• God is concerned about the replenishment and renewal of the earth and the people he has created.

• The world belongs to God and he has the right to order it as he chooses. The question is will we follow that order?

If God is concerned for creation; concerned enough to bring it into being and establish its order; to send Jesus to die for the world he has created; then we should be concerned to be good tenants and stewards, not adding to the disorder, but following God’s plan.

The Sabbath rest and concept of Jubilee, established by God, are relevant to us as followers of Jesus Christ, because they raise issues of social justice, merciful living and authentic worship. As followers of Jesus we are required to

• show compassion, the example he set as he fed the hungry, healed the sick, raised the fallen and called sinners into the Kingdom and the family of God.

• Live mercifully. What does that mean? Enabling others to be released from poverty and debt; working to ensure people are paid a good price for their labour and their goods; reducing our impact on emissions and pollution; being aware that our actions affect people in other countries who bear the consequences disproportionately.

• Provide hope. This is central to the gospel. Jesus’ announcement of the arrival of the Kingdom was very practical. Read Luke 4:14-20 and then read what he did throughout the gospels. Jesus provided hope for now and for eternity in his sacrifice and resurrection.

• Worship authentically. The letter of James is clear about this:

Speak and act as those who are going to be judged by the law that gives freedom, because judgment without mercy will be shown to anyone who has not been merciful. Mercy triumphs over judgment.

What good is it, my brothers and sisters, if someone claims to have faith but has no deeds? Can such faith save them? Suppose a brother or a sister is without clothes and daily food. If one of you says to them, ‘Go in peace; keep warm and well fed,’ but does nothing about their physical needs, what good is it? In the same way, faith by itself, if it is not accompanied by action, is dead.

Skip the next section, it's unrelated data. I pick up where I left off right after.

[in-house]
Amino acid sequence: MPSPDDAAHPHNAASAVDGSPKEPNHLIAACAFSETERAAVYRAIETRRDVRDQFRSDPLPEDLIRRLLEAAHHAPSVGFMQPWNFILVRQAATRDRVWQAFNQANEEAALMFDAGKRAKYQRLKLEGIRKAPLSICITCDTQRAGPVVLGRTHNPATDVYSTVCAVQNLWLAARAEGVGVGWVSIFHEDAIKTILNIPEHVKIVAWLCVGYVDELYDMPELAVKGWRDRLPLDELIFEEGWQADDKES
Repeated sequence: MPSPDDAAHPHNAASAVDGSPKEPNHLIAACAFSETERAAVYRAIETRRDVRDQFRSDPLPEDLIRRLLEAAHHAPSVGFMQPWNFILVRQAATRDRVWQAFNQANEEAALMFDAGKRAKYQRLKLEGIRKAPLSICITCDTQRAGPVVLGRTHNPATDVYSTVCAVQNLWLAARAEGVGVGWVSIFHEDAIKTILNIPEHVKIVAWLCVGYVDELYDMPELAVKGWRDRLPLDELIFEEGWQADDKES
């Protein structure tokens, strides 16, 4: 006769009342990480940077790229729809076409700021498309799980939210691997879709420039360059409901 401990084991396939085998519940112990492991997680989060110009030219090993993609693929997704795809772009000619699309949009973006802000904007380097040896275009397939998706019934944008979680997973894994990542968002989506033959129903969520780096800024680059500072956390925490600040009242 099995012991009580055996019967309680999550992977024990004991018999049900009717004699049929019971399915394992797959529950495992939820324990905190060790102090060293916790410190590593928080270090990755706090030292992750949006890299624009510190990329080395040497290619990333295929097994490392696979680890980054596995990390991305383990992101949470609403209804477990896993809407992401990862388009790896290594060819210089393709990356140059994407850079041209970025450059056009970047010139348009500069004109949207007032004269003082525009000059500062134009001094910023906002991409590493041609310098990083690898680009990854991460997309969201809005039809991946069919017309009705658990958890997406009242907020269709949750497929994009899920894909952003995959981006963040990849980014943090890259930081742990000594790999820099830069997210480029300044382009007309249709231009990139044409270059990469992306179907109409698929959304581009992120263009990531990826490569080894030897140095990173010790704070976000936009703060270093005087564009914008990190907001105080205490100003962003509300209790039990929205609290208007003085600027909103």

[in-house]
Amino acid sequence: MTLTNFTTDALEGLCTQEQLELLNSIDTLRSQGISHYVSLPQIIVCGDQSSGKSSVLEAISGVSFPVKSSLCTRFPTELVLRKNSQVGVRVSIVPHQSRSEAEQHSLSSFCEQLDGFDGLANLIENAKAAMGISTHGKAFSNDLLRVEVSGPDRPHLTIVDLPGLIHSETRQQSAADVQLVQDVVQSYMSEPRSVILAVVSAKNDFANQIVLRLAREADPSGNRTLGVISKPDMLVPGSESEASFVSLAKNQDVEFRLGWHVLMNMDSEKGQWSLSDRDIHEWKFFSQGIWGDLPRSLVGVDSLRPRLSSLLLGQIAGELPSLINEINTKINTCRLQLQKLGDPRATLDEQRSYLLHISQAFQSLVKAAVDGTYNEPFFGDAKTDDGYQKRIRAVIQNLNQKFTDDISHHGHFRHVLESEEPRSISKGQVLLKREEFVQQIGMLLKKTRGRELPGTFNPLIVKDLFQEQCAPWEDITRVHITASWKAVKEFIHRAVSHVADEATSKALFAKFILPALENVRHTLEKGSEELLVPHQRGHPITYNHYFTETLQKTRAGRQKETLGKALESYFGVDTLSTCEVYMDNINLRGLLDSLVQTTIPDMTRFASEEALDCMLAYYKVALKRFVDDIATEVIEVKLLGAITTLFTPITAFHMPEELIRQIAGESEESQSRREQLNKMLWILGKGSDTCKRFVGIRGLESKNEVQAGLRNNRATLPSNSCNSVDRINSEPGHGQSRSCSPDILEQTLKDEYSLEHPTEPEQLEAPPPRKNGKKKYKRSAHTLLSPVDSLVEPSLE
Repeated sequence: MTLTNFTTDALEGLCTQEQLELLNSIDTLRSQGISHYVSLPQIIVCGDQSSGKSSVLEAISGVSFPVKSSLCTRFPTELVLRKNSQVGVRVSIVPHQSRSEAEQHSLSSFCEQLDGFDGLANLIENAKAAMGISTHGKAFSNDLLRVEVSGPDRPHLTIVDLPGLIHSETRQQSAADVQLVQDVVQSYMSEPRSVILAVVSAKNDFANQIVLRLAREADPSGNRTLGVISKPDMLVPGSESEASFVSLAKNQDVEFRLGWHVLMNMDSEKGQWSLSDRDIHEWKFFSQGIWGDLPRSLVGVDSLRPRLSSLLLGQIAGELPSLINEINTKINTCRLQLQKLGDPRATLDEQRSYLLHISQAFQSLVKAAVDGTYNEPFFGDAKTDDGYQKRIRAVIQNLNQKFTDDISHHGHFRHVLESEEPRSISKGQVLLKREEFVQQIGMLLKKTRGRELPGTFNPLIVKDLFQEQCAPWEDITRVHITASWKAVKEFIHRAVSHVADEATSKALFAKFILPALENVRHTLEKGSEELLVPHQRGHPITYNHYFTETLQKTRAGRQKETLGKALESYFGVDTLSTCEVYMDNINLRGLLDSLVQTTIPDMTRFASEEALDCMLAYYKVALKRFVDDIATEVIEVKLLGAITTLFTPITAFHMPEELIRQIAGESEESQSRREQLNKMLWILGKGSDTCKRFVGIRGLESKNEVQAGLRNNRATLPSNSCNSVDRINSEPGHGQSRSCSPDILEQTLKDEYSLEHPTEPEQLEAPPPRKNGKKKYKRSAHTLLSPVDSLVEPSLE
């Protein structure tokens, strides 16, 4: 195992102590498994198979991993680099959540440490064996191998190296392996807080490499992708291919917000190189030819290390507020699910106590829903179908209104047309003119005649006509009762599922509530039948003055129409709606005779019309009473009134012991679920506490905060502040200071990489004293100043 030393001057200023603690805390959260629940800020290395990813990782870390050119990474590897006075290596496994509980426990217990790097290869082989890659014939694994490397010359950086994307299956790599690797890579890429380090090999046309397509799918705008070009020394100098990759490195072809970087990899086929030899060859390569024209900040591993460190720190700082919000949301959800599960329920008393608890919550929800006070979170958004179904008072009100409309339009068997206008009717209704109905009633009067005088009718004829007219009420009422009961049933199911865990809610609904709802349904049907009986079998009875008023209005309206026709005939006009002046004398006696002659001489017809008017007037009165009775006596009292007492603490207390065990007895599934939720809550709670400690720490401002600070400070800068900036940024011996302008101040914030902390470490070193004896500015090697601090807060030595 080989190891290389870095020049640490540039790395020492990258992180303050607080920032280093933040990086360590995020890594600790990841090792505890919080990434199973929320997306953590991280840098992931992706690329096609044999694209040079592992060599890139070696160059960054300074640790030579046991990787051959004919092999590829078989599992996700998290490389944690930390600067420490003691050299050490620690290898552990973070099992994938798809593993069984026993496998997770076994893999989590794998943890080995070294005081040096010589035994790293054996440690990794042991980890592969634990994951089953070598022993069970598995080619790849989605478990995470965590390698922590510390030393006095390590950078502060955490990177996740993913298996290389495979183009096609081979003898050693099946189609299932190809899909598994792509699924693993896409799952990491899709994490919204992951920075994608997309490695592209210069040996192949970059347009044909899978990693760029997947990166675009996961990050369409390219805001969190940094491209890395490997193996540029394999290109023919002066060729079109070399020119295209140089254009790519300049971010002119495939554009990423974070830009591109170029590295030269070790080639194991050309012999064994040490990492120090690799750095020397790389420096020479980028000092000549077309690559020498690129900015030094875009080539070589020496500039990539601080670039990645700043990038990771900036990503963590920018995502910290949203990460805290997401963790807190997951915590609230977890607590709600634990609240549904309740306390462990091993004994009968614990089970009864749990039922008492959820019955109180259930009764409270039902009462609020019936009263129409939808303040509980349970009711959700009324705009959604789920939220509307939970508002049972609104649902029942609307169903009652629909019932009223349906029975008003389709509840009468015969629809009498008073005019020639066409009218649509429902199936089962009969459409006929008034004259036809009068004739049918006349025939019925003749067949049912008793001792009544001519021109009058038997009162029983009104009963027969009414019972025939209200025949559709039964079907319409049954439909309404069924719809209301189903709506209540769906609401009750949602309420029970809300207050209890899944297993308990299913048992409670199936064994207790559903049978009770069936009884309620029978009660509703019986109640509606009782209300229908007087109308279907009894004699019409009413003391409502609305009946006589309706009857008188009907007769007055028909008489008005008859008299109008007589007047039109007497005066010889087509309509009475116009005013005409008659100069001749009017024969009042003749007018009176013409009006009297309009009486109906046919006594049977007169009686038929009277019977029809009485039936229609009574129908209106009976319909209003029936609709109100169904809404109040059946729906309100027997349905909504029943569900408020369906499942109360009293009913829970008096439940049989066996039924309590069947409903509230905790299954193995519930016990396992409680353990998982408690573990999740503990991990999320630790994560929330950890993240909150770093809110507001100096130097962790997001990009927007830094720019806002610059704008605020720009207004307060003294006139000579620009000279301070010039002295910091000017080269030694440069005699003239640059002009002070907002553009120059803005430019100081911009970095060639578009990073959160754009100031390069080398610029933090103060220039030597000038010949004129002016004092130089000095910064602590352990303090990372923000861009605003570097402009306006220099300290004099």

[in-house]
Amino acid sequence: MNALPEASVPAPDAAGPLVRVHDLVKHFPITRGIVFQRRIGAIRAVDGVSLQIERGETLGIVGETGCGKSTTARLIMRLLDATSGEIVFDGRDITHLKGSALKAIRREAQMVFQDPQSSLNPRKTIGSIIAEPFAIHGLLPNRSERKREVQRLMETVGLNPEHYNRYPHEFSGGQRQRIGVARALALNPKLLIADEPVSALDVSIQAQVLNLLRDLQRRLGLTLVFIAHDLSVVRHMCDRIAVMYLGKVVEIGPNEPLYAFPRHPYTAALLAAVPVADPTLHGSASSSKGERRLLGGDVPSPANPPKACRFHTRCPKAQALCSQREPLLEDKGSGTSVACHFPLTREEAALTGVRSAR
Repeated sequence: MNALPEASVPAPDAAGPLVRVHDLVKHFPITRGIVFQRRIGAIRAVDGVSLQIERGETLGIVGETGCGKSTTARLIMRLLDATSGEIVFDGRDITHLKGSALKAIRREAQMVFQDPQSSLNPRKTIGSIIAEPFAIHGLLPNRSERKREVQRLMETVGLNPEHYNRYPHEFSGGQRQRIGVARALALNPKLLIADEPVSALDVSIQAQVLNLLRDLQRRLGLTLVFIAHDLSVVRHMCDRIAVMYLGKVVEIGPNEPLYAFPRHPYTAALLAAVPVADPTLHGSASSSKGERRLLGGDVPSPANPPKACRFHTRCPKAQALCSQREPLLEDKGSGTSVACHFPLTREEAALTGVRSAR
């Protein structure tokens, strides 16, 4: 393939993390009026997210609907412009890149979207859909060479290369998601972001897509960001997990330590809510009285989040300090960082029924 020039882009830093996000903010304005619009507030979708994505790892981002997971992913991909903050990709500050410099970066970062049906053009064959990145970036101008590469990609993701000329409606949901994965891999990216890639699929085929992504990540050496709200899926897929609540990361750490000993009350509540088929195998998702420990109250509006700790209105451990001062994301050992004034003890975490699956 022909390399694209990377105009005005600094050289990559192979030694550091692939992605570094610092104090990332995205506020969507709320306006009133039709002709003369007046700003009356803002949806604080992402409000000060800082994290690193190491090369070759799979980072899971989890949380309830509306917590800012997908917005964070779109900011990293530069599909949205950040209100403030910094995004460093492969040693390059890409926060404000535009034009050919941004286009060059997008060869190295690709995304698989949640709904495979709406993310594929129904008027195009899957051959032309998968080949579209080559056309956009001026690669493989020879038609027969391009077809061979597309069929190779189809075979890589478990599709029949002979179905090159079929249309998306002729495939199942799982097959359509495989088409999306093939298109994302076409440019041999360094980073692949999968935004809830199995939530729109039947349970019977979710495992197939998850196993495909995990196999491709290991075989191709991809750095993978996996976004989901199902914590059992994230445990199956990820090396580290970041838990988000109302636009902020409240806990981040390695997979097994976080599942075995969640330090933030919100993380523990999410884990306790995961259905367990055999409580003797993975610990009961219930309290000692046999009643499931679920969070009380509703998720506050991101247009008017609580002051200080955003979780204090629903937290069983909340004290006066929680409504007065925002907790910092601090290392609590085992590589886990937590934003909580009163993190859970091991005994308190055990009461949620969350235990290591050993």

We can’t praise the God of creation, and then disregard the world God has created, or those who live in it.

We are going to pause to pray and then think again about what we can do.

Part 3
What can we do
The video shows small steps. We can do these and more. We need to change our attitudes and this begins small, but we need to dream big. My grandsons have started gardening and grew vegetables and flowers in the small courtyard that is their garden. When we take these small steps we begin to connect with the world God has brought into being and value it far more. We understand it better and this leads to bigger steps.

Please go back to the message ‘Tenants of the King: what can we do?’ which I preached in July. There are some practical steps outlined there which we can take as a church and as individuals. Here is a reminder:

• We can commit to becoming carbon neutral at the church centre. In order to do this we will need a small group of people – two or three – willing to carry out the A Rocha Eco Church survey; communicate the results to us as a church; point the way forward.

• We need someone to investigate the practicalities of installing solar panels on the church roof and then letting the church know so we can decide what to do.

• We need secondary glazing in the buildings we own. They are energy inefficient and cold.

• I have thought throughout this year that we need to do something with the garden at the front of the church, turning it into a community garden with mini allotment and perhaps a bench or two. Independently two other people have suggested the same thing. This is something we could easily do as a church project; so could two or three people get together to come up with a plan and bring it to the church.

• Link with a project through BMS or another Christian organisation that is making a difference to the environment of people in poorer communities as they share the love of God.

• Each of us needs to consider our home situation and how we can reduce our carbon footprint, reduce our plastic use, think about reusing rather than buying new.

• Constantly ask ourselves how we can live more simply so that others can simply live.

• Please could you could contact me if you are willing to be part of the core group to move on these things.

Church – but not as we know it. Here are some very practical changes that will speak to the world around us. They are part of bringing in the Kingdom and sharing the hope of the gospel.